Feeling Like It vs. Doing It
The crux of my procrastination is that “I don’t wanna” or “I don’t feel like it” emotion that serves no purpose. For me, it’s worse than laziness.
It’s not caring enough at that given moment to do something that I truly want done. It’s a thick blanket on my dreams and goals, and all the little steps it takes to complete them.
You don’t have to feel like doing something in order to do it—even if it’s a creative endeavour. The Muse is a philosophical idea. You don’t need to rely on this personification of “inspiration mixed with motivation” to produce anything. Sure, it may not feel as nice as it could, but that’s the point: you don’t have to feel nice about it. You don’t have to feel anything.
I’ve lived most of my life believing my actions and my emotions need to be married while doing something creative. Painting, drawing, poetry, writing, singing… These all sit within the arts (and there are others, which I’m not skilled at). And the arts need emotion, right?
A career (or intended career) in the arts has become so laced with an emotional investment that people think there needs to be emotion in the artist in order to produce emotion in the viewer. But that’s not true. In my experience, you just need to be saying something. That’s it. You just need to be saying something, whether it’s the truth or a lie, and some reaction will form in the reader or viewer or listener. You, as the creator, don’t need to do anything else but make a statement.
If you aren’t writing confessional poetry, then you don’t need to feel anything in order to write it.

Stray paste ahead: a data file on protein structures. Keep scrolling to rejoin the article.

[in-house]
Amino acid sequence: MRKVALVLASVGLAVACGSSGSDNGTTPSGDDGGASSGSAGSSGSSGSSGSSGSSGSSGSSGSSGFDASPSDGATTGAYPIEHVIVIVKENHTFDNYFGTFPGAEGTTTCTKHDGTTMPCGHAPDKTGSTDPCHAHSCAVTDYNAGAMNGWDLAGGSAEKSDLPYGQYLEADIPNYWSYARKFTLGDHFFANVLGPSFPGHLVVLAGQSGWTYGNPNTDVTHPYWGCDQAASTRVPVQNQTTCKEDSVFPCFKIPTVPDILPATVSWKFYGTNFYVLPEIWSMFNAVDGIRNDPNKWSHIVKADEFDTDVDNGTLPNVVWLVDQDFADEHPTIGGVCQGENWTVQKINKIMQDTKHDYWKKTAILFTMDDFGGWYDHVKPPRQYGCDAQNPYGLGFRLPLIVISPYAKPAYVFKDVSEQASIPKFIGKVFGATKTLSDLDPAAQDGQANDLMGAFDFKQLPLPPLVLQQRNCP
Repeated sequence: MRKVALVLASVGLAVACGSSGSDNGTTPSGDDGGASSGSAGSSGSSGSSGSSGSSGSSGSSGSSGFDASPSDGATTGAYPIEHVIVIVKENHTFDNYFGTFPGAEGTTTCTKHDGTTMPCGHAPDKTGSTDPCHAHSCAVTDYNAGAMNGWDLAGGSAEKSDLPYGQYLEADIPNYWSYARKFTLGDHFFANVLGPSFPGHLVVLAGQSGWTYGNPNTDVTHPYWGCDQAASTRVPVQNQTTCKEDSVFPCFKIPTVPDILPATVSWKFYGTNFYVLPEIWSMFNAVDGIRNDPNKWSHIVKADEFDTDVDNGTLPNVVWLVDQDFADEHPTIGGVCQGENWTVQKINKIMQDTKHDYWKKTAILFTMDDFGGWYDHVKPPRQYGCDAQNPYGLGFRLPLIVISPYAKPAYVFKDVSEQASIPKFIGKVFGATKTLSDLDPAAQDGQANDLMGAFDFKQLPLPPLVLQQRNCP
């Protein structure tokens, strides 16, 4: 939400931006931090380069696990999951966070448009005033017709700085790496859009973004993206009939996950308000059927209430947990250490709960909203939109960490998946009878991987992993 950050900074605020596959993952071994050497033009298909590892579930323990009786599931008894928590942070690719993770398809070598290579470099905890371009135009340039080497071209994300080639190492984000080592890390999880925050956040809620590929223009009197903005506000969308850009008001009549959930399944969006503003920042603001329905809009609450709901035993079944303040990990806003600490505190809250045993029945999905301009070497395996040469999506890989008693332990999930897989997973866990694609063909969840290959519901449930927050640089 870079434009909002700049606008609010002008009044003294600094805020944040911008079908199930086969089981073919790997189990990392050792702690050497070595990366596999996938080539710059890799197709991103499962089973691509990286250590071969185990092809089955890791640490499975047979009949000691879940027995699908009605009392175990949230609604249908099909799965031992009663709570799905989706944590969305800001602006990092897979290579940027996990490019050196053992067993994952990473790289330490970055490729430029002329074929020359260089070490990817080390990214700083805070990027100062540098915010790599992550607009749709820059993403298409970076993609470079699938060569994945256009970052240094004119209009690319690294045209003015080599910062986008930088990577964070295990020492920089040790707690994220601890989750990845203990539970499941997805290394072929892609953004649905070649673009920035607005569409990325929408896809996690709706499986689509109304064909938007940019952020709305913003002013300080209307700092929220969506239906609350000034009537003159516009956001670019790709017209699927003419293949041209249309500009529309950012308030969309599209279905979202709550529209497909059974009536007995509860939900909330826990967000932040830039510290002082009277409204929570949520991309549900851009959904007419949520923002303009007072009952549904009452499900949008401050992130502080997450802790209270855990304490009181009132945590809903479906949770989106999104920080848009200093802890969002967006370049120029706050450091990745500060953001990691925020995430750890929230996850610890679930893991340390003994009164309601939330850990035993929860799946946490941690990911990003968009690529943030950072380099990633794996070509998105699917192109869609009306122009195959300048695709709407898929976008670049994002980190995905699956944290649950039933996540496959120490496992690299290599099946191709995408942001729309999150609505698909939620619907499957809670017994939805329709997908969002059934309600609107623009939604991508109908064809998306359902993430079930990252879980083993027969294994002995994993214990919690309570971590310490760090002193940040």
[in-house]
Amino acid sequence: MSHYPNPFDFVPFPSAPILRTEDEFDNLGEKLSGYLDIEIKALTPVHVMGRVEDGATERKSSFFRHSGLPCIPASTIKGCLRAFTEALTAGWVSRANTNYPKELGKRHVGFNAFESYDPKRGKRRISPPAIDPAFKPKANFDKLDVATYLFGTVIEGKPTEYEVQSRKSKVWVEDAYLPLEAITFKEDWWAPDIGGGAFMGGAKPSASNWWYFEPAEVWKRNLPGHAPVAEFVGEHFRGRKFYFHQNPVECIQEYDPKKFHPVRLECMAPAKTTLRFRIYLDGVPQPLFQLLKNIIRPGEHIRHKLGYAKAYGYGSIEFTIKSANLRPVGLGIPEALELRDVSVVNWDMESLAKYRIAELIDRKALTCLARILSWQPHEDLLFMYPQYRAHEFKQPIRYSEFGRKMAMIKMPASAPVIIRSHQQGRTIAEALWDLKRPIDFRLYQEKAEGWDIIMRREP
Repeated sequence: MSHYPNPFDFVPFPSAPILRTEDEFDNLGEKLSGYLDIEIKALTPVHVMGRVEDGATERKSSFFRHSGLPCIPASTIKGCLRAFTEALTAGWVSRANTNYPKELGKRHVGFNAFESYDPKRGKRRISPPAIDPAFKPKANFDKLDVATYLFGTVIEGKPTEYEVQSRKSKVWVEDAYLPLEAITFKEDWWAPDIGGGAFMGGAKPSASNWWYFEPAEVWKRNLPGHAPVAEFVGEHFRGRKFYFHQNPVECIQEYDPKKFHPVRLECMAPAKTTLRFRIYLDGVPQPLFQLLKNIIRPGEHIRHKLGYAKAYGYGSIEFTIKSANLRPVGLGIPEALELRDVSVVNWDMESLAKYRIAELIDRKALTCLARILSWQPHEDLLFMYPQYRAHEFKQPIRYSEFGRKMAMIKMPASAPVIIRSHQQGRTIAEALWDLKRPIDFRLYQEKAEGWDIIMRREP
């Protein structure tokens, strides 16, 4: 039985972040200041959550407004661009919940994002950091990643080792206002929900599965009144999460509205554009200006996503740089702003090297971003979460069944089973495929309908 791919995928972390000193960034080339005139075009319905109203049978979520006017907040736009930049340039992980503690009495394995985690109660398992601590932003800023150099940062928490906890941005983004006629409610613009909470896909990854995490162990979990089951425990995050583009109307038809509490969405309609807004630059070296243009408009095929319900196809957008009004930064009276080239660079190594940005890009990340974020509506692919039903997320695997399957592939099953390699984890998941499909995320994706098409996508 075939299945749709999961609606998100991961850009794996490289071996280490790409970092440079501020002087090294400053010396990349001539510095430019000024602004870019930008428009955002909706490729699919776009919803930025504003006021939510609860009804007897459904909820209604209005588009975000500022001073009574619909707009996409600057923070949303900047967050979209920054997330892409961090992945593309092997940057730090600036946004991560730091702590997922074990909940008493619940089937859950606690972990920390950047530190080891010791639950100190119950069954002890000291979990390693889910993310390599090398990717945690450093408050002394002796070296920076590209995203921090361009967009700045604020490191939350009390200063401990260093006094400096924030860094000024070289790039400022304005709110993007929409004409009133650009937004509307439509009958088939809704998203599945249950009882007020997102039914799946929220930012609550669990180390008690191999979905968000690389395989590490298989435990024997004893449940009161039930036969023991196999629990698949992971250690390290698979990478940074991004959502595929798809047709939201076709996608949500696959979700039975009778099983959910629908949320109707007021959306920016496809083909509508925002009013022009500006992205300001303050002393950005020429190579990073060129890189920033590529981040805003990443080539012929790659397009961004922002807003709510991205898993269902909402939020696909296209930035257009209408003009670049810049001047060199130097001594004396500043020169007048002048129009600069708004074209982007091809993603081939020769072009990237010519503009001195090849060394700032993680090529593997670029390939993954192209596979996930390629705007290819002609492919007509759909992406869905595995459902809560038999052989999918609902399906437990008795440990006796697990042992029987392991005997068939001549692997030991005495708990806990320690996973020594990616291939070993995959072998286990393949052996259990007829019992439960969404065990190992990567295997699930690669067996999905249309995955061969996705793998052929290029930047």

You do not need to sit in a place where you want to do what you’ve decided to do. This doesn’t remain isolated to creative acts. It can be anything, whether it’s having a shower, going for groceries, or doing a school assignment. Why do you have to “feel like it” to do it? Can you imagine if you lived every action of your life invested in the desire to do that action? You would be exhausted after half a day.
What if a firefighter didn’t feel like risking their life? What if they didn’t feel like responding to a car crash? Do they let their lack of desire stop them from doing what needs to be done? No. And the arts are no different.
The point is that I’m not taking into consideration whether I feel like doing it. I may not feel like sitting and writing a blog post—literally how I feel while writing and editing this post—but I do it anyway. Because it doesn’t matter whether I feel like it. Because what matters is that, from the depths of my being, I want it done.
I want the end product. That’s what matters. It doesn’t matter how I feel going into the start, because I don’t care about how I start or when I start. I only care when I have something at the end. Even a shitty first draft.
My biggest piece of advice for anyone is the motto I’ve been telling myself.
You don’t have to feel like doing something in order to do it.
Here is my disclaimer: I have chronic depression. I often do not feel anything. How can I do something, whether it’s creation or housekeeping or hygiene, if I feel numb? If the abstract location for my emotions has turned into a void? If I let the black hole of depression continue to dictate what I can, can’t, will, and won’t do?
I will not let the whim of indifference control me when it is kin to apathy.